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May 14, 2011

NBT balls
Filed under: FOI Balls — Dr. Phil @ 1:14 pm

FOI Request 10th April 2011 to North Bristol NHS Trust:

Please provide me with a copy of the “agreed escalation protocol for clinicians to raise their concerns which will ensure rigorous and swift investigation” that is referred to by Mrs Brunt (NBT Chief Executive) in her statement issued on 8th December 2011, regarding the Histopathology Inquiry”

NBT has attempted to charge fees for responding to this request on the grounds that that this and other requests related to service specifications for pathology services fall “on a handful of staff, particularly senior
clinicians, and this is having a detrimental effect on clinical care.”

What can we infer from this?

1. That the escalation protocol Mrs Brunt referred to on 8th December 2010 in her press release doesn’t actually exist because the burden of writing it is currently falling “on a handful of staff?

2. That the payment of a fee for a copy of a document that must already exist because Mrs Brunt said it had been “agreed”, will somehow alleviate a detrimental effect on clinical care rather than line NBT’s pockets for no justifiable reason?

3. That NBT thinks that a member of the public, requesting a copy of a document whose purpose is to provide assurance that it has proper clinical governance in place following the Histopathology Inquiry, and that its Chief Executive said in December 2010 has been agreed, is somehow detrimental to clinical care?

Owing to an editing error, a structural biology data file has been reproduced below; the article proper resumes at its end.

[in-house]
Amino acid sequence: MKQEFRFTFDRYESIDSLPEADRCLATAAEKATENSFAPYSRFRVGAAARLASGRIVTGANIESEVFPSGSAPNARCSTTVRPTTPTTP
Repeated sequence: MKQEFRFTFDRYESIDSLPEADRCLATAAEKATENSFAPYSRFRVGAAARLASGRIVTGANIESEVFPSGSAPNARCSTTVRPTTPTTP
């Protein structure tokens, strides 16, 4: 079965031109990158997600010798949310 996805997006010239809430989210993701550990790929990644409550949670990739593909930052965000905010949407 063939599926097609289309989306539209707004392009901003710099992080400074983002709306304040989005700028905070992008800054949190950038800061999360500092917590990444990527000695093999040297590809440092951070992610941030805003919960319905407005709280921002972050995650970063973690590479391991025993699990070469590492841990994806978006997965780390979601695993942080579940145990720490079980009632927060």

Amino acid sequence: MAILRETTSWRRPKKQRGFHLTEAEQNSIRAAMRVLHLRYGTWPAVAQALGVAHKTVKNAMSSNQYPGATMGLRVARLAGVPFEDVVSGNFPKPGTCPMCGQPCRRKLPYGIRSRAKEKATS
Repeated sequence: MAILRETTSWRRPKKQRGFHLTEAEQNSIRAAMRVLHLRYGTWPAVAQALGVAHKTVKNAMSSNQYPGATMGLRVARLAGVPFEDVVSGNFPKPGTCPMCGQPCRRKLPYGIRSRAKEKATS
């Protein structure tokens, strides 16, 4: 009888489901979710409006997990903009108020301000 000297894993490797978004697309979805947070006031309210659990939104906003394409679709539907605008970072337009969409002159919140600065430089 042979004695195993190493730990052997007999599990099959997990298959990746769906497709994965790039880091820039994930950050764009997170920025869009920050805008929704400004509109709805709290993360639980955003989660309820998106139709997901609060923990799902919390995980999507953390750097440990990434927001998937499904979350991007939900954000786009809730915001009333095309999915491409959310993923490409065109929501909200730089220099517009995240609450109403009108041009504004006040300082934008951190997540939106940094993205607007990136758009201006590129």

Or is it just avoidance by the Trust of being held to account to produce documents publicly to demonstrate genuine commitment to patient safety and be held to account by the public to do what is says it will do.

Perhaps the Trust is worried that the public might want to see evidence that the latest UH Bristol misdiagnosis, which occurred a matter of days after the publication of the Histopathology Inquiry Report and was spotted by NBT in January 2011, but apparently not until after a patient had had surgery for a cancer they did not have, had been properly handled according to NBT’s escalation process.

The misdiagnosis was discussed at the meeting of Bristol Health and Adult Social Care Scrutiny Commission in March 2011, whose minutes state that “There had been a serious incident which was being investigated; the family were being kept informed”

Plus ça change? How can we tell when the NHS Trusts in Bristol continue to be so secretive?